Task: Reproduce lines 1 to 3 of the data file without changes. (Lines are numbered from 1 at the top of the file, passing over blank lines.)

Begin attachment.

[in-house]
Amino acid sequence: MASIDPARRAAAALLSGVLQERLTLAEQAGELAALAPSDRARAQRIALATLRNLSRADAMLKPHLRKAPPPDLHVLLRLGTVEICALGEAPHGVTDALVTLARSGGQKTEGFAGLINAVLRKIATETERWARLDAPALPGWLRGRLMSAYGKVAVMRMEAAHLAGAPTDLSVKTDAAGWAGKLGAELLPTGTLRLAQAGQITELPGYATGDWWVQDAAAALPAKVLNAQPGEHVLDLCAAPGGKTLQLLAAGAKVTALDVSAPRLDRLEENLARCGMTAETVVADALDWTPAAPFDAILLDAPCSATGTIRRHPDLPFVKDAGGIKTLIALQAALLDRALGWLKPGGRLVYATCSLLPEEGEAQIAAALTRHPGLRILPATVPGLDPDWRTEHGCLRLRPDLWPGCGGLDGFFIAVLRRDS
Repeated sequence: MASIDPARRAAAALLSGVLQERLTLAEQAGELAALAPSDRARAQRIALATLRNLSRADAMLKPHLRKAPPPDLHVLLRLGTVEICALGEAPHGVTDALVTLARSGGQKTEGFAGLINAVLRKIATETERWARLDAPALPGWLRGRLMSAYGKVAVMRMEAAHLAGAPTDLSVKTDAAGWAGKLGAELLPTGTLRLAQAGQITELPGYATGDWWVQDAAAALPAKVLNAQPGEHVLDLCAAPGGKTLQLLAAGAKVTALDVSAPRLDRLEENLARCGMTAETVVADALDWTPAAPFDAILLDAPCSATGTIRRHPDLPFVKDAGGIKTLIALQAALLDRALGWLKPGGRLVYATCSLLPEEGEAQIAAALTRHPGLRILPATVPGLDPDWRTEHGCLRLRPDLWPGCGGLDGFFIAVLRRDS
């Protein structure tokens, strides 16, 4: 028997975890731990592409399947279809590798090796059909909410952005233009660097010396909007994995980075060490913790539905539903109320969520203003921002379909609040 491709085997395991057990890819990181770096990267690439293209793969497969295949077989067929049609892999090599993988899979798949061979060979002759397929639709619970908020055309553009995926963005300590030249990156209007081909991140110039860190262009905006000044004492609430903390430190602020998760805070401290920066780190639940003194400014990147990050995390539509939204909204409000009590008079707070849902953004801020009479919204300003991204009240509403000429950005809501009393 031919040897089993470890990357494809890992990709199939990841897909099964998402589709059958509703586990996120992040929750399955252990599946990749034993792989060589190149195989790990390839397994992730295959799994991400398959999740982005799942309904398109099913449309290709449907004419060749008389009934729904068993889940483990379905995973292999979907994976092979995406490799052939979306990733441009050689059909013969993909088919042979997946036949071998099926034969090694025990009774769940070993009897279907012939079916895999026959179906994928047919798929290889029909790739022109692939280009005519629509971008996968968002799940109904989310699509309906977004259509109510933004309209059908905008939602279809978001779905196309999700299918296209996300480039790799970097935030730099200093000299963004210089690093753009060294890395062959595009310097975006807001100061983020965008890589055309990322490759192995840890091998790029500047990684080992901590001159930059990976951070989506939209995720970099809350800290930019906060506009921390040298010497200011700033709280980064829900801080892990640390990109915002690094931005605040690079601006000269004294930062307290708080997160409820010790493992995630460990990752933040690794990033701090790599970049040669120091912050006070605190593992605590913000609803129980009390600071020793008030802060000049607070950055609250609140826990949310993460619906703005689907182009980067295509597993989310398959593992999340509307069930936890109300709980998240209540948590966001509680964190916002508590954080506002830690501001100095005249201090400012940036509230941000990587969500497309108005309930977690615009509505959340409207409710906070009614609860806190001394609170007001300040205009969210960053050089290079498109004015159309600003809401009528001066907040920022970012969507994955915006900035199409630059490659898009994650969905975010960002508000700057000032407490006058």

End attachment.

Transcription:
[in-house]
Amino acid sequence: MASIDPARRAAAALLSGVLQERLTLAEQAGELAALAPSDRARAQRIALATLRNLSRADAMLKPHLRKAPPPDLHVLLRLGTVEICALGEAPHGVTDALVTLARSGGQKTEGFAGLINAVLRKIATETERWARLDAPALPGWLRGRLMSAYGKVAVMRMEAAHLAGAPTDLSVKTDAAGWAGKLGAELLPTGTLRLAQAGQITELPGYATGDWWVQDAAAALPAKVLNAQPGEHVLDLCAAPGGKTLQLLAAGAKVTALDVSAPRLDRLEENLARCGMTAETVVADALDWTPAAPFDAILLDAPCSATGTIRRHPDLPFVKDAGGIKTLIALQAALLDRALGWLKPGGRLVYATCSLLPEEGEAQIAAALTRHPGLRILPATVPGLDPDWRTEHGCLRLRPDLWPGCGGLDGFFIAVLRRDS
Repeated sequence: MASIDPARRAAAALLSGVLQERLTLAEQAGELAALAPSDRARAQRIALATLRNLSRADAMLKPHLRKAPPPDLHVLLRLGTVEICALGEAPHGVTDALVTLARSGGQKTEGFAGLINAVLRKIATETERWARLDAPALPGWLRGRLMSAYGKVAVMRMEAAHLAGAPTDLSVKTDAAGWAGKLGAELLPTGTLRLAQAGQITELPGYATGDWWVQDAAAALPAKVLNAQPGEHVLDLCAAPGGKTLQLLAAGAKVTALDVSAPRLDRLEENLARCGMTAETVVADALDWTPAAPFDAILLDAPCSATGTIRRHPDLPFVKDAGGIKTLIALQAALLDRALGWLKPGGRLVYATCSLLPEEGEAQIAAALTRHPGLRILPATVPGLDPDWRTEHGCLRLRPDLWPGCGGLDGFFIAVLRRDS